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Old 10-31-2017, 03:51 AM   #90
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It's means it is. Its' means belonging to it.
Nope. No apostrophe for possessive "its".

Quote:
Mr Wankstain's means belonging to Mr Wankstain.
...or "Mr Wankstain is".
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Old 10-31-2017, 06:54 AM   #91
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Quote:
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...

rjordan - "judgement" is a legitimate spelling - your grammarly doesn't know I'm Australian, but that's ok.
Grammarly can be set to UK English and you can add your own words to the custom dictionary. Australian spelling is closer to UK English than US but has many words and uses that would not be standard UK English.

The first word processor I used for writing stories was WordStar originally 1512 for use on an IBM XT and clones and updated to WordStar 2000+. Both had the facility to create their own custom dictionaries whenever they challenged a word or spelling I had used. My first additions were place-names but I used a larger vocabulary than the standard WordStar dictionary covered.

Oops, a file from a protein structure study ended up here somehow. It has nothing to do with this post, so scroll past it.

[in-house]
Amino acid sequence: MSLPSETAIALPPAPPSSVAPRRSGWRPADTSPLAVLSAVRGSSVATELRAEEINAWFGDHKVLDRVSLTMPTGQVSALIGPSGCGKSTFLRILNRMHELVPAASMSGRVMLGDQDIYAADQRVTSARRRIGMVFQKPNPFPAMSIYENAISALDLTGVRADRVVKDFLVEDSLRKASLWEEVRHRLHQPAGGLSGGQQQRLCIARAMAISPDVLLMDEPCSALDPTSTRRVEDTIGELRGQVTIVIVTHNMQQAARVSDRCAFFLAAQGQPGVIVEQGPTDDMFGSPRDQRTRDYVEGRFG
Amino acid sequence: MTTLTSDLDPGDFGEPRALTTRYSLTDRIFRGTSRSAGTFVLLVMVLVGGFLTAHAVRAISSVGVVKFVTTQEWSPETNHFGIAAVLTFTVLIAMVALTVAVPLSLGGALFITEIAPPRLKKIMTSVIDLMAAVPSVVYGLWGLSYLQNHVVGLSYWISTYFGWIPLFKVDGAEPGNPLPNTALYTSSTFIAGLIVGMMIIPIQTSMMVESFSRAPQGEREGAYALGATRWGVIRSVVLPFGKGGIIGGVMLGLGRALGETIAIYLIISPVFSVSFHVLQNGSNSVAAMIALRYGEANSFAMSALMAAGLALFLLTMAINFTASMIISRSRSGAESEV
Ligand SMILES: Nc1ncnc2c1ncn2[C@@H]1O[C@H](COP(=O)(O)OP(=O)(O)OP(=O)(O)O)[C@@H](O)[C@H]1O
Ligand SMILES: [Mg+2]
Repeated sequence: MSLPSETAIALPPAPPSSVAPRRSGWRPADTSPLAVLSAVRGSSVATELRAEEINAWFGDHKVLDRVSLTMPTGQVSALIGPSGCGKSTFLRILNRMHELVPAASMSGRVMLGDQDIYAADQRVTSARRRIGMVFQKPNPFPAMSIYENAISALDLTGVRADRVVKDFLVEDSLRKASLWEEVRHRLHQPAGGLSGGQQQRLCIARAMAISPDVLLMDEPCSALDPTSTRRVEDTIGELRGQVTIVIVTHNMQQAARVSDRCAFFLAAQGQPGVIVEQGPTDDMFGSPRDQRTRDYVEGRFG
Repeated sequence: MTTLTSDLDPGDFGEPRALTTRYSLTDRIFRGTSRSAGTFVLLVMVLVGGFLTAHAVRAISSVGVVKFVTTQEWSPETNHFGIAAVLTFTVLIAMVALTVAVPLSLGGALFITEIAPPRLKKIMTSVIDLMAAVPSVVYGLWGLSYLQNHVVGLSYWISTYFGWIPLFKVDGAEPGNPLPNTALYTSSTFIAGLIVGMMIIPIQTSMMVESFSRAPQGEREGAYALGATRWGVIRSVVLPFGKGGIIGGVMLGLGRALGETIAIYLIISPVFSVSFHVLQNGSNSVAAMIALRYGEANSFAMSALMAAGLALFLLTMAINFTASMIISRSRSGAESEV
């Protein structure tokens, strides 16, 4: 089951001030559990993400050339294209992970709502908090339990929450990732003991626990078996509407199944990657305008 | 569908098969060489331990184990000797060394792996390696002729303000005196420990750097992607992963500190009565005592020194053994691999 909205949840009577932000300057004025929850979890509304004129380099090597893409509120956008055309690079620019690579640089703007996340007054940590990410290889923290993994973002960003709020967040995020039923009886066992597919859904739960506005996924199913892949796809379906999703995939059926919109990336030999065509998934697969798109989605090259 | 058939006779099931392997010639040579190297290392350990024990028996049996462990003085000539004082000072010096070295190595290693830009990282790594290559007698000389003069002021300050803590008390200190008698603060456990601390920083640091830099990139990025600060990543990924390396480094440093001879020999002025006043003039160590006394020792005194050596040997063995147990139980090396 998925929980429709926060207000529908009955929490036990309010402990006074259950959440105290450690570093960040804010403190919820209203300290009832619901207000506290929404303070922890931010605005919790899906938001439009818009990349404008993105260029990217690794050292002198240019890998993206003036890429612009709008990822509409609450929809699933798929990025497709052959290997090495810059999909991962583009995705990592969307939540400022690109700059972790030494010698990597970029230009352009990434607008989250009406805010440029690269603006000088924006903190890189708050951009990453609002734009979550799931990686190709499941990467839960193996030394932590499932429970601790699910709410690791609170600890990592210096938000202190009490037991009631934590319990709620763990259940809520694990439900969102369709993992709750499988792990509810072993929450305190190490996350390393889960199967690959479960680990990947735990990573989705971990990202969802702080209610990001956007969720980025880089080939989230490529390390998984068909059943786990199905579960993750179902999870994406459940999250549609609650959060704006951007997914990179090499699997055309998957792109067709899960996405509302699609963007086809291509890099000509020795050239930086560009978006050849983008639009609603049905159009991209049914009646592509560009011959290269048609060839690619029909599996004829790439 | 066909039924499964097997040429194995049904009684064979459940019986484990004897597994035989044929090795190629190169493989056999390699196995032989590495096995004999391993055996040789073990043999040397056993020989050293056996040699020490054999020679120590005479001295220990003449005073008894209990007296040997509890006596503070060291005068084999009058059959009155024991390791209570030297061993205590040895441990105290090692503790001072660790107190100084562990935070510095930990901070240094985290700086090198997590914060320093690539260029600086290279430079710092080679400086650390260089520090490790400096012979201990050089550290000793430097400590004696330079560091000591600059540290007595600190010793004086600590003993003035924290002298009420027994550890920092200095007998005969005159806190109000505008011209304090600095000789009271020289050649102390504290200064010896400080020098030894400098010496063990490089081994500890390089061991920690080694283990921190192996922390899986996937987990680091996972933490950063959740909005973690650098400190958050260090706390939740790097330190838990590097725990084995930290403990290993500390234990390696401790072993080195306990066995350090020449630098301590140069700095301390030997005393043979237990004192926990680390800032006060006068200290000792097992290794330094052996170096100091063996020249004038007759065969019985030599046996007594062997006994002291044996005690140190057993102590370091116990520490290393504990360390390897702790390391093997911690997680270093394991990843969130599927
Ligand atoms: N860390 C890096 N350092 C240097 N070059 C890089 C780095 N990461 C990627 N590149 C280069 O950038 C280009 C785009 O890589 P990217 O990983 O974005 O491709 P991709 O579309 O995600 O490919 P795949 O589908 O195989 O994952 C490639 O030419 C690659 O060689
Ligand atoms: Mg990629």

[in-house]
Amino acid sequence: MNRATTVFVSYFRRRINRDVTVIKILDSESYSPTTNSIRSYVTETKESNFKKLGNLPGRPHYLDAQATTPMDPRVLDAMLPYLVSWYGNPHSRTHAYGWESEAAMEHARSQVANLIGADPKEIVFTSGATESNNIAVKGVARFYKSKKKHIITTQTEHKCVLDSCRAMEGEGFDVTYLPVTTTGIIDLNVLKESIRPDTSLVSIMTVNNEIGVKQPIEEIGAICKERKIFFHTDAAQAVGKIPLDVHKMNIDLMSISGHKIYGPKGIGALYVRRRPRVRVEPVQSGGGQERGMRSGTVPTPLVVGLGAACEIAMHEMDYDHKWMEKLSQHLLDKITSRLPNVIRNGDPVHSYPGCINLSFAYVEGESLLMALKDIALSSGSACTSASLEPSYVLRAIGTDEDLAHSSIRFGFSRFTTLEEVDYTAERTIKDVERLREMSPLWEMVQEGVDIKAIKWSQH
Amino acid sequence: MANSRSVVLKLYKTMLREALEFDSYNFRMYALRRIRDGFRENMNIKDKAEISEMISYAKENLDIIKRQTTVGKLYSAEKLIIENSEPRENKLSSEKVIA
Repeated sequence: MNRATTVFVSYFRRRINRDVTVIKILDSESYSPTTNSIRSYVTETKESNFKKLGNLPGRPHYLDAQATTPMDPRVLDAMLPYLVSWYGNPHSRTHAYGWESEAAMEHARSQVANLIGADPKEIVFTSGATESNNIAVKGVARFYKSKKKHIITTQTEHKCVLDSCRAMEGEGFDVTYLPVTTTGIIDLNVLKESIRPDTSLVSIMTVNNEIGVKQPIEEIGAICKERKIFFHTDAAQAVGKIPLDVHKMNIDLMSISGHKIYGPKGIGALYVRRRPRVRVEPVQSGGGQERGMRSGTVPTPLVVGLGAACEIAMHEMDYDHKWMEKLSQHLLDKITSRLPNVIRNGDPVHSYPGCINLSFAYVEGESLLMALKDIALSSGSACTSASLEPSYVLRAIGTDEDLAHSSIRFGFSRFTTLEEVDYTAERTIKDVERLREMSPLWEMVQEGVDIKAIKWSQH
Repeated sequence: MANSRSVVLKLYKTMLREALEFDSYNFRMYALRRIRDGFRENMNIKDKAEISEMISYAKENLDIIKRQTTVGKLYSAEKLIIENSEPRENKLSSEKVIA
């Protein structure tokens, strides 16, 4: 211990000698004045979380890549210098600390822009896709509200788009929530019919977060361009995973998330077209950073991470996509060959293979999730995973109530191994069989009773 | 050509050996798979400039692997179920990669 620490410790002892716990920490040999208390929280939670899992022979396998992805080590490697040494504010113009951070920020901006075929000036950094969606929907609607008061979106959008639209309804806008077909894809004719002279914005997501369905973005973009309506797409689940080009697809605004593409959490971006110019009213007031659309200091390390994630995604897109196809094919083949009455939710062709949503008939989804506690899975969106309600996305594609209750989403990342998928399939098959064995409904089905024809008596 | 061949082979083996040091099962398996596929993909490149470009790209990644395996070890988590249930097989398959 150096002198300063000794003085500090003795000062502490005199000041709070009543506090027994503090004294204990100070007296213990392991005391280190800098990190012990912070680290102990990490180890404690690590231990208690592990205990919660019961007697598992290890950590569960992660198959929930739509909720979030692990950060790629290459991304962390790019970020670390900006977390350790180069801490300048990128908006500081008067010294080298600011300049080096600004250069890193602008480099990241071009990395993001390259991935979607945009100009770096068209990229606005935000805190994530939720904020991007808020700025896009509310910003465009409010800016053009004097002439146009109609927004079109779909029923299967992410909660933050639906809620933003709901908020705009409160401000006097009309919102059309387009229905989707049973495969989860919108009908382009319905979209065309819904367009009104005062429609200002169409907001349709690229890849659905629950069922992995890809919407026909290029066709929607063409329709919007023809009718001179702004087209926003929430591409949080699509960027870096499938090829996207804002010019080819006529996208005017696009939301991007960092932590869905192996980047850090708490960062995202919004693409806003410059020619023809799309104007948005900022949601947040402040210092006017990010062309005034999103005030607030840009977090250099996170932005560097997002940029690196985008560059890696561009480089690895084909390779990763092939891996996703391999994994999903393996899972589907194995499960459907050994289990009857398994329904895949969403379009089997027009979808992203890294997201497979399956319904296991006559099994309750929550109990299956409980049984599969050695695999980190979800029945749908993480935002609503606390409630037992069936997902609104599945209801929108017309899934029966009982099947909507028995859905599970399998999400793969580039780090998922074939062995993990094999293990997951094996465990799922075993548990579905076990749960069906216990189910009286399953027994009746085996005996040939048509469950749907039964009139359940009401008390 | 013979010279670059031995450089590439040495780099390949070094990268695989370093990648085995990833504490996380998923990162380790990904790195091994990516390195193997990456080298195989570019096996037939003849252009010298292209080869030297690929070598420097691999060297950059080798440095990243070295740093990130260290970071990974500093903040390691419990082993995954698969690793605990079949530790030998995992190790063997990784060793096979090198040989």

By the time I had abandoned WordStar 2000+ because it didn't work well with Windows my custom dictionary was three times larger than the standard one.

Even now Word doesn't recognise some of the words I use. BUT - that is a hint to me that my readers might not understand that word.
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Old 10-31-2017, 10:27 AM   #92
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Old 10-31-2017, 01:35 PM   #93
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I get the same

Hi, don't get discouraged, I just started to post (only two so far) and I was surprised at the venom I got for my first one. I write stories because I like to, so the negativity does not bother me too much. I'd be happier with positive comments from those who don't particularly like my writing style rather than the usual anonymous drivel, but there you go, it's symptomatic of people who can hide behind anonymity.
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Old 10-31-2017, 02:43 PM   #94